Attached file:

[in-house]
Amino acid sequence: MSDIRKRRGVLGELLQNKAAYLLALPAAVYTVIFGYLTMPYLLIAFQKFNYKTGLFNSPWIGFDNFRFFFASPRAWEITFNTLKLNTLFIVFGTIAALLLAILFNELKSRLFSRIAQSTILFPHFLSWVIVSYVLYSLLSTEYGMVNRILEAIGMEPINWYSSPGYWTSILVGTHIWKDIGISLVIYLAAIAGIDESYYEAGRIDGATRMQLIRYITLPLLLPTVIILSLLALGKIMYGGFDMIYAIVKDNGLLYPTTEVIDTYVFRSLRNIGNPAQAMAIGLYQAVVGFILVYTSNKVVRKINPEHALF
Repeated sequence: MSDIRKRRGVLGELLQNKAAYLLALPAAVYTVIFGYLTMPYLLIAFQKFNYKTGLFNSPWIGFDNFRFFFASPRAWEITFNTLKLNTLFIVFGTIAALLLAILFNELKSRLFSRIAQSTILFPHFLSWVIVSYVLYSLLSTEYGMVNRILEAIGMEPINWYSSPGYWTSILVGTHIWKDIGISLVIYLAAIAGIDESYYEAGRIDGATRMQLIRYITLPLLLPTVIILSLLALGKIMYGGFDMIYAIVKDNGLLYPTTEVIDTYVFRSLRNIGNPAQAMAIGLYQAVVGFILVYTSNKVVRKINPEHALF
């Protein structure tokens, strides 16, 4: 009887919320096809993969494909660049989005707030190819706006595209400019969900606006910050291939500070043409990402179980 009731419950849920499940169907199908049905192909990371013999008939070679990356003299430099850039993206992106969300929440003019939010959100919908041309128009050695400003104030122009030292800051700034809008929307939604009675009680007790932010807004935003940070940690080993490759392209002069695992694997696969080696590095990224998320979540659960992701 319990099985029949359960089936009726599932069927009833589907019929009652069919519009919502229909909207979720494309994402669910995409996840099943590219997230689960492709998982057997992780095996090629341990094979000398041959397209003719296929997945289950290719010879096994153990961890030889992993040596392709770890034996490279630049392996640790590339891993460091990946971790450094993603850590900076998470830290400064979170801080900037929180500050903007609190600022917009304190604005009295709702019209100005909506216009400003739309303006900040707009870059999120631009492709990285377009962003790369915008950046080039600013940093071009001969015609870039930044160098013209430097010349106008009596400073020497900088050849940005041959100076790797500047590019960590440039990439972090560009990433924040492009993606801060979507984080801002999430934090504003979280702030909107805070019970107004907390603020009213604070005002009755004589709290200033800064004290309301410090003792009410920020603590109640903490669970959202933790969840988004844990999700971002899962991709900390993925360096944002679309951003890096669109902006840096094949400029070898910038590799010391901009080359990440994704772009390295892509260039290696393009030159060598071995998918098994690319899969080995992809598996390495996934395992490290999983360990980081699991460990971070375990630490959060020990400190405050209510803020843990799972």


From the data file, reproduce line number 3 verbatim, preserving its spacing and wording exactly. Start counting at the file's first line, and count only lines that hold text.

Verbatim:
Repeated sequence: MSDIRKRRGVLGELLQNKAAYLLALPAAVYTVIFGYLTMPYLLIAFQKFNYKTGLFNSPWIGFDNFRFFFASPRAWEITFNTLKLNTLFIVFGTIAALLLAILFNELKSRLFSRIAQSTILFPHFLSWVIVSYVLYSLLSTEYGMVNRILEAIGMEPINWYSSPGYWTSILVGTHIWKDIGISLVIYLAAIAGIDESYYEAGRIDGATRMQLIRYITLPLLLPTVIILSLLALGKIMYGGFDMIYAIVKDNGLLYPTTEVIDTYVFRSLRNIGNPAQAMAIGLYQAVVGFILVYTSNKVVRKINPEHALF